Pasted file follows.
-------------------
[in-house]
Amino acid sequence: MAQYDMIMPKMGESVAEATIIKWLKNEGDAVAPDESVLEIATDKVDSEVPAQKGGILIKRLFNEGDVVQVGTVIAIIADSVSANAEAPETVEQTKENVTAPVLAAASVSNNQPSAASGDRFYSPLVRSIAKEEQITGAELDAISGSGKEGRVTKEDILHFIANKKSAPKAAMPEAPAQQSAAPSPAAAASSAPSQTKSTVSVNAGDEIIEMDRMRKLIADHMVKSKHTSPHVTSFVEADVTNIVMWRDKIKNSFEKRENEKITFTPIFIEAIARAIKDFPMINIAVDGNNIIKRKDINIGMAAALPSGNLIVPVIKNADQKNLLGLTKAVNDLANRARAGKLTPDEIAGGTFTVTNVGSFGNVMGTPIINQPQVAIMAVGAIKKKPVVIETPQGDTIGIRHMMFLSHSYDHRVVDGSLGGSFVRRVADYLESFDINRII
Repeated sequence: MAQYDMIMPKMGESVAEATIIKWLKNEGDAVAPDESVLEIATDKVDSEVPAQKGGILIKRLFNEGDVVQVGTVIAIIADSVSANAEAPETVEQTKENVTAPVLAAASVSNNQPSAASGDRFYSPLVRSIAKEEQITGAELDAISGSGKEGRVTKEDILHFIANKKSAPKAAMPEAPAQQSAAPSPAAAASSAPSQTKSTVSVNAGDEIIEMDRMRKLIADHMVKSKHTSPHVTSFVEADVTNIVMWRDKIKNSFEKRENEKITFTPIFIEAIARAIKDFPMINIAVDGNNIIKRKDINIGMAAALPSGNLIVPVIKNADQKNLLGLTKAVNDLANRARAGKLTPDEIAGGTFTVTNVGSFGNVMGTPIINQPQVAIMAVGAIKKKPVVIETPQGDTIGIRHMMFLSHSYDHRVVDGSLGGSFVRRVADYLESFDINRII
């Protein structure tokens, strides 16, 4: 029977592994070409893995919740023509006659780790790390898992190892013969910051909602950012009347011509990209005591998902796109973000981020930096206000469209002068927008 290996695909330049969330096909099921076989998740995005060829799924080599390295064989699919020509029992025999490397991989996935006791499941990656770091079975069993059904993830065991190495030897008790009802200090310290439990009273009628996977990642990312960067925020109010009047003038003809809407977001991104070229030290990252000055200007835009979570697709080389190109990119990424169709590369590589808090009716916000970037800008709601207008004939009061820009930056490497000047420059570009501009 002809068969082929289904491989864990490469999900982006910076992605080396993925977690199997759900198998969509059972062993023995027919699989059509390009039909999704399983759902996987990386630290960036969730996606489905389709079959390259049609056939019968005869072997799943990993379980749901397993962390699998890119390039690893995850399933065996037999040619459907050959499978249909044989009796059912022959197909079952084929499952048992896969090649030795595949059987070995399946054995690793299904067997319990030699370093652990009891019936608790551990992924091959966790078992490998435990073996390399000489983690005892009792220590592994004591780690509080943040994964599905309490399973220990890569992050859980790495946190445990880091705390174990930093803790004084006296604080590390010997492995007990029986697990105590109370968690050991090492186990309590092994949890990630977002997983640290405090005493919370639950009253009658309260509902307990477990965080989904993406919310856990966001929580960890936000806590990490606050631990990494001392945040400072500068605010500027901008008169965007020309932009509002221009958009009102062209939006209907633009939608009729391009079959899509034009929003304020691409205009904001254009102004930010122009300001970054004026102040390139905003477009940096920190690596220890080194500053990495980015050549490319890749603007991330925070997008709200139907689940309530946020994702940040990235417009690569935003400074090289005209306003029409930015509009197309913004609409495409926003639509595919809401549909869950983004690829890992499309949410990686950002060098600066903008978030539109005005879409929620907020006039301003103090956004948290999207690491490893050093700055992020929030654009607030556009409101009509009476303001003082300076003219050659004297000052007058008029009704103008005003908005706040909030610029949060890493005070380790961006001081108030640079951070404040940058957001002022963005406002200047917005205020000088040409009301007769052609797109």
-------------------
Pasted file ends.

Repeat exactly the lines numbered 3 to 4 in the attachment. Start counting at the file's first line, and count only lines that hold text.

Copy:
Repeated sequence: MAQYDMIMPKMGESVAEATIIKWLKNEGDAVAPDESVLEIATDKVDSEVPAQKGGILIKRLFNEGDVVQVGTVIAIIADSVSANAEAPETVEQTKENVTAPVLAAASVSNNQPSAASGDRFYSPLVRSIAKEEQITGAELDAISGSGKEGRVTKEDILHFIANKKSAPKAAMPEAPAQQSAAPSPAAAASSAPSQTKSTVSVNAGDEIIEMDRMRKLIADHMVKSKHTSPHVTSFVEADVTNIVMWRDKIKNSFEKRENEKITFTPIFIEAIARAIKDFPMINIAVDGNNIIKRKDINIGMAAALPSGNLIVPVIKNADQKNLLGLTKAVNDLANRARAGKLTPDEIAGGTFTVTNVGSFGNVMGTPIINQPQVAIMAVGAIKKKPVVIETPQGDTIGIRHMMFLSHSYDHRVVDGSLGGSFVRRVADYLESFDINRII
């Protein structure tokens, strides 16, 4: 029977592994070409893995919740023509006659780790790390898992190892013969910051909602950012009347011509990209005591998902796109973000981020930096206000469209002068927008 290996695909330049969330096909099921076989998740995005060829799924080599390295064989699919020509029992025999490397991989996935006791499941990656770091079975069993059904993830065991190495030897008790009802200090310290439990009273009628996977990642990312960067925020109010009047003038003809809407977001991104070229030290990252000055200007835009979570697709080389190109990119990424169709590369590589808090009716916000970037800008709601207008004939009061820009930056490497000047420059570009501009 002809068969082929289904491989864990490469999900982006910076992605080396993925977690199997759900198998969509059972062993023995027919699989059509390009039909999704399983759902996987990386630290960036969730996606489905389709079959390259049609056939019968005869072997799943990993379980749901397993962390699998890119390039690893995850399933065996037999040619459907050959499978249909044989009796059912022959197909079952084929499952048992896969090649030795595949059987070995399946054995690793299904067997319990030699370093652990009891019936608790551990992924091959966790078992490998435990073996390399000489983690005892009792220590592994004591780690509080943040994964599905309490399973220990890569992050859980790495946190445990880091705390174990930093803790004084006296604080590390010997492995007990029986697990105590109370968690050991090492186990309590092994949890990630977002997983640290405090005493919370639950009253009658309260509902307990477990965080989904993406919310856990966001929580960890936000806590990490606050631990990494001392945040400072500068605010500027901008008169965007020309932009509002221009958009009102062209939006209907633009939608009729391009079959899509034009929003304020691409205009904001254009102004930010122009300001970054004026102040390139905003477009940096920190690596220890080194500053990495980015050549490319890749603007991330925070997008709200139907689940309530946020994702940040990235417009690569935003400074090289005209306003029409930015509009197309913004609409495409926003639509595919809401549909869950983004690829890992499309949410990686950002060098600066903008978030539109005005879409929620907020006039301003103090956004948290999207690491490893050093700055992020929030654009607030556009409101009509009476303001003082300076003219050659004297000052007058008029009704103008005003908005706040909030610029949060890493005070380790961006001081108030640079951070404040940058957001002022963005406002200047917005205020000088040409009301007769052609797109």